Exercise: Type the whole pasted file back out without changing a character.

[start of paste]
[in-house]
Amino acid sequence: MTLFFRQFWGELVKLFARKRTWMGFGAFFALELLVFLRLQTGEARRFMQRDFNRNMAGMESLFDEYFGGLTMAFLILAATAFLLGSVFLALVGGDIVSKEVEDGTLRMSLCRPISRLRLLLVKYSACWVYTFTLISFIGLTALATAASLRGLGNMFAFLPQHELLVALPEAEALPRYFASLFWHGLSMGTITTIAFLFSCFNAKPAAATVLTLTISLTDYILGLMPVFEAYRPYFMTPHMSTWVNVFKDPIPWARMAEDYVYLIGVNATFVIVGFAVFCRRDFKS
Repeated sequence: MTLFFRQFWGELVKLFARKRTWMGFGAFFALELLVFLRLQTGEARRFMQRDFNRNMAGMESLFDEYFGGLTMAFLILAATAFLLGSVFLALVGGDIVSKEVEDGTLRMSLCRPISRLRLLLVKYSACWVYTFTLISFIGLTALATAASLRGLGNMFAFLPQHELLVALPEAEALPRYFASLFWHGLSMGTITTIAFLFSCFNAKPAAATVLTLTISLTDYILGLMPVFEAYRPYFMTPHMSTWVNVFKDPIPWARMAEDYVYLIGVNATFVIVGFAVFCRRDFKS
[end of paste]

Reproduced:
[in-house]
Amino acid sequence: MTLFFRQFWGELVKLFARKRTWMGFGAFFALELLVFLRLQTGEARRFMQRDFNRNMAGMESLFDEYFGGLTMAFLILAATAFLLGSVFLALVGGDIVSKEVEDGTLRMSLCRPISRLRLLLVKYSACWVYTFTLISFIGLTALATAASLRGLGNMFAFLPQHELLVALPEAEALPRYFASLFWHGLSMGTITTIAFLFSCFNAKPAAATVLTLTISLTDYILGLMPVFEAYRPYFMTPHMSTWVNVFKDPIPWARMAEDYVYLIGVNATFVIVGFAVFCRRDFKS
Repeated sequence: MTLFFRQFWGELVKLFARKRTWMGFGAFFALELLVFLRLQTGEARRFMQRDFNRNMAGMESLFDEYFGGLTMAFLILAATAFLLGSVFLALVGGDIVSKEVEDGTLRMSLCRPISRLRLLLVKYSACWVYTFTLISFIGLTALATAASLRGLGNMFAFLPQHELLVALPEAEALPRYFASLFWHGLSMGTITTIAFLFSCFNAKPAAATVLTLTISLTDYILGLMPVFEAYRPYFMTPHMSTWVNVFKDPIPWARMAEDYVYLIGVNATFVIVGFAVFCRRDFKS